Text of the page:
This is one of the best dark humor books I’ve ever read. It manages to take one of the most abhorrent figures in world history and make him somewhat sympathetic. Of course, just as you’re going along and thinking, “Well, it was kind of nice what he said to her,” he then thinks about how it was necessary to eliminate as many Jews as possible and that his efforts were not in vain. I often felt a combination of horror and hilarity. It can’t be an easy thing to evoke such opposing feelings in a reader, but Vermes does it perfectly. (Credit to the translator, as well. It is not easy to translate German and retain the humor.)

There were parts that made me laugh out loud, such as when Hitler wonders at the absence of candles in the hospital due to concerns about fire:

I cannot recall large numbers of buildings having been damaged during my time in government, despite the generous use of candles. But I do concede that, from 1943 onward, the statistics become rather less meaningful given the increasing absence of buildings.

Then there is Hitler’s visit to Oktoberfest, where he strikes up a conversation with a woman. She speculates on his operations, meaning plastic surgery in order to look more like the real Hitler, but he takes it as literal military operations and mentions Sea Lion, Barbarossa, and Cerberus. She says she hasn’t heard of them, thinking that he is talking about plastic surgeons.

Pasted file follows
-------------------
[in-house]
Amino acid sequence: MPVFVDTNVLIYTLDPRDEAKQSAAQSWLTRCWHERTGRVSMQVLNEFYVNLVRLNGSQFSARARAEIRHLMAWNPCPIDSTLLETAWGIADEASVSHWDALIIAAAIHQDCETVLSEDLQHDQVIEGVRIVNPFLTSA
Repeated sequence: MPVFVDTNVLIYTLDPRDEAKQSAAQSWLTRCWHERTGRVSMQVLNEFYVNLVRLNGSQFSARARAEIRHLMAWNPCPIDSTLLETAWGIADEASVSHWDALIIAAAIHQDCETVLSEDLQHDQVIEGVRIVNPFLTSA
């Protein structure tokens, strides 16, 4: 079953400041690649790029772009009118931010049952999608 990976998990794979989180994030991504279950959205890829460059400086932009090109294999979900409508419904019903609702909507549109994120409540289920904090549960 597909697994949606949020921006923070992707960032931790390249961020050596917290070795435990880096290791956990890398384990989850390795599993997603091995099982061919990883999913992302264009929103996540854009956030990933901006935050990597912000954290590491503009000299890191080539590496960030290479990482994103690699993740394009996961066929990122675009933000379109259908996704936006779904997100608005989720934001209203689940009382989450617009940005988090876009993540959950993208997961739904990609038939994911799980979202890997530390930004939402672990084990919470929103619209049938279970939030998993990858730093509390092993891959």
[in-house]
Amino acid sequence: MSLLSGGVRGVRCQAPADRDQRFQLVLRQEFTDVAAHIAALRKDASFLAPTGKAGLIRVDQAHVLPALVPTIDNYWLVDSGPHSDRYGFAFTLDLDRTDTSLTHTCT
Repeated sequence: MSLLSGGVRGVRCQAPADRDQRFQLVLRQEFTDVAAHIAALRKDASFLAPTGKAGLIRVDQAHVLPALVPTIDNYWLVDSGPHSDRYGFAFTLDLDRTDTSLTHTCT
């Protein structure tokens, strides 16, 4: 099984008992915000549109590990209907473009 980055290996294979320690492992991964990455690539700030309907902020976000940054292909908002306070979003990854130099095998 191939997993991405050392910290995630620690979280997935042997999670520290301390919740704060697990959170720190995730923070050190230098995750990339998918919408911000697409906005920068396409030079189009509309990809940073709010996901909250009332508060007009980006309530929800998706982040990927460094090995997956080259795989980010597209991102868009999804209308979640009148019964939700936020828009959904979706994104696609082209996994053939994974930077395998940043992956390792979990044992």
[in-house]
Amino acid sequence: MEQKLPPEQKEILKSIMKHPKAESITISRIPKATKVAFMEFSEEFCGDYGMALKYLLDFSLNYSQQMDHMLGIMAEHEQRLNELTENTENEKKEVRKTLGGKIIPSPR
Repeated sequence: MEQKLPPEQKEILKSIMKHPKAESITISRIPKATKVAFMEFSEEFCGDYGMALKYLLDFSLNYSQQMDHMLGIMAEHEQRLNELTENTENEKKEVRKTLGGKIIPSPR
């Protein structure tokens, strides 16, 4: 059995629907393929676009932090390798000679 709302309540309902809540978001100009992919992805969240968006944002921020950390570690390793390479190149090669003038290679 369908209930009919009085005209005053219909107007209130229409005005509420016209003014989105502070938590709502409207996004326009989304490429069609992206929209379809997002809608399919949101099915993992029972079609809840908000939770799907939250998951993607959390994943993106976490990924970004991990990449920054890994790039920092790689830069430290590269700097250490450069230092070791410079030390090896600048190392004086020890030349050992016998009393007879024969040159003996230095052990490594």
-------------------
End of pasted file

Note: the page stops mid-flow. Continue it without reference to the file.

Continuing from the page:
She scrutinized me. “I don’t see any scars,” she said with the air of a professional.

“I’m not going to complain,” I said. “The deepest wounds are those that Fate inflicts upon our hearts.”

“You’re right there,” she said with a smile, holding her beer toward me.

This is an absolutely brilliant indictment of celebrity worship, social media, politics, and the cult of personality. How is it possible that a somewhat charismatic, completely narcissistic blowhard with delusions of grandeur could rise to a position of political power while spouting racist, xenophobic, sexist rhetoric?

Heyyyy, wait a minute…!

Look Who's Back